Ridgeway, whose boat had been damaged by a collision at the start pulled out into Brazil. Chay Blyth withdrew in South Africa. Alex Carozzo got severe stomach pains and withdrew when level with Lisbon. Loick Fugeron was badly knocked about in the South Atlantic and decided to withdraw the same day as Commander Bill King, the former sailing to St Helena, the latter to Cape Town. Perhaps the strangest story is of the last to sail, Donald Crowhurst, who sent in false messages of his progress, giving the impression of a fast voyage through the Southern Ocean but in fact he never left the South Atlantic. This left Knox-Johnston in the lead, but with Moitessier slowly catching him up, and, as far as the world knew, Crowhurst closing the gap fast and further behind Nigel Tetley.
Only three of the competitors managed to enter the Roaring Forties of the Southern Ocean. Knox-Johnston rounded Cape Horn on January 17th 1969 after a 5 month battering, Moitessier followed three weeks later on the 6th February. Had they known how close they were they would have realized that either could win but Moitessier and Knox-Johnston had no working radios. They were sailing in total ignorance of each others positions. The boats were never put to this test as a week or so later Moitessier made the surprising decision not to return to England but carry on around the world again to Tahiti in order to save his soul.
Tetley rounded the Horn on the 18th March while Knox-Johnston continued towards England without any contact with the outside world for 4.5 months and it was only when he was a week from home that he learned of Moitessier's withdrawal. He crossed the finish line in Falmouth in the afternoon of April 22, 1969; his 312th day at sea, to win the Sunday Times Golden Globe Trophy.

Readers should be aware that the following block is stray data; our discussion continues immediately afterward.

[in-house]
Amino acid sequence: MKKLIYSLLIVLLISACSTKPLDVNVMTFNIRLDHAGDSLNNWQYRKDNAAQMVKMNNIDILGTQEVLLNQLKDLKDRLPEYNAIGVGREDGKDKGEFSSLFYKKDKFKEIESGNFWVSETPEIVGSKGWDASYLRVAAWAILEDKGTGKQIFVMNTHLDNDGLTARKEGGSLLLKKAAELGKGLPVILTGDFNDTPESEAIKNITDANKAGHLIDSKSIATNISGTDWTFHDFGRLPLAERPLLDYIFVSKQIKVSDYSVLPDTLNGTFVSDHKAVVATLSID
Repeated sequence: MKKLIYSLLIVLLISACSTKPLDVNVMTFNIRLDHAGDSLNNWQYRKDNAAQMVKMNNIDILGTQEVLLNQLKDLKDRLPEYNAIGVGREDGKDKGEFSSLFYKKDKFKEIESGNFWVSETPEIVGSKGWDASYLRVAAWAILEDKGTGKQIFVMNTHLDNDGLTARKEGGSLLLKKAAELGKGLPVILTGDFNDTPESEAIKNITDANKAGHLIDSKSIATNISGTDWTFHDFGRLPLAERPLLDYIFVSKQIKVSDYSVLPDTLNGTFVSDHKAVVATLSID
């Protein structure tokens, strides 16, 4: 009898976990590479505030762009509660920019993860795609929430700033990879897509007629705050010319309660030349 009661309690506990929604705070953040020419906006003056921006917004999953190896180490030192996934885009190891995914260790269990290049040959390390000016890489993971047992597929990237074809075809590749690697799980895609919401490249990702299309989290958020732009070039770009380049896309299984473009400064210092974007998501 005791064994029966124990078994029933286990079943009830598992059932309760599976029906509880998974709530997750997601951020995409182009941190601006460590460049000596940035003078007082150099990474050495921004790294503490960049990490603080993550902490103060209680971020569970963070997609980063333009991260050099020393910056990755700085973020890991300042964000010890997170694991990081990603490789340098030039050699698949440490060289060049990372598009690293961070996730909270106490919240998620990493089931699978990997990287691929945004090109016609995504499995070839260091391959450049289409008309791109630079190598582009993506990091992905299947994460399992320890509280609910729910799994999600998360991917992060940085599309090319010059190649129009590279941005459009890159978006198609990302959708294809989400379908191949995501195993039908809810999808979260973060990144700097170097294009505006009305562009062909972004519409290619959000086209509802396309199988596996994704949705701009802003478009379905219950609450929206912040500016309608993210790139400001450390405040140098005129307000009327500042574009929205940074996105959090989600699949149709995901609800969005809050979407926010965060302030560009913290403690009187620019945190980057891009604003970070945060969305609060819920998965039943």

The trophy might have been won but there was plenty of drama still to come. Crowhurst had sent messages saying he was making good progress north up the Atlantic. This put pressure on Tetley who pushed his boat to close the gap. He pushed too hard and his plywood trimaran began to break up as he approached the Azores and he had to be rescued on the 20th of May. Had he known the truth of Crowhurst's voyage he could probably have nursed his boat home and claimed the £5,000 prize, but it was not until early July that Crowhurst's boat was found, abandoned, in mid Atlantic. The last recorded log entry was on the 23rd June and it was clear that the pressures created by his false claims had taken the ultimate toll on the man and he had deliberately jumped into the Sargasso sea and drowned.
The Golden Globe race, and more specifically the efforts of those 8 brave souls changed the face of modern yacht racing. The completion of the Golden Globe gave birth to races like the Vendeé Globe, the Around Alone and quite a few others. It’s also import to point out that of those 8 only Bernard Moitessier and Robin Knox-Johnston had any real ocean experience. Also of the 2 only Moitessier’s Joshua was the only ocean-tested boat, having survived a terrific gale on a previous trip to Tahiti.
Boat Name Sailor
Suhaili Robin Knox-Johnston
Capt. Browne Loïck Fougeron
Galway Blazer II Bill King
Joshua Bernard Moitessier
Victress Nigel Tetly
Teignmouth Electron Donald Crowhurst
English Rose John Ridgeway
Dysticus Chay Blyth
?? Alex Corrozo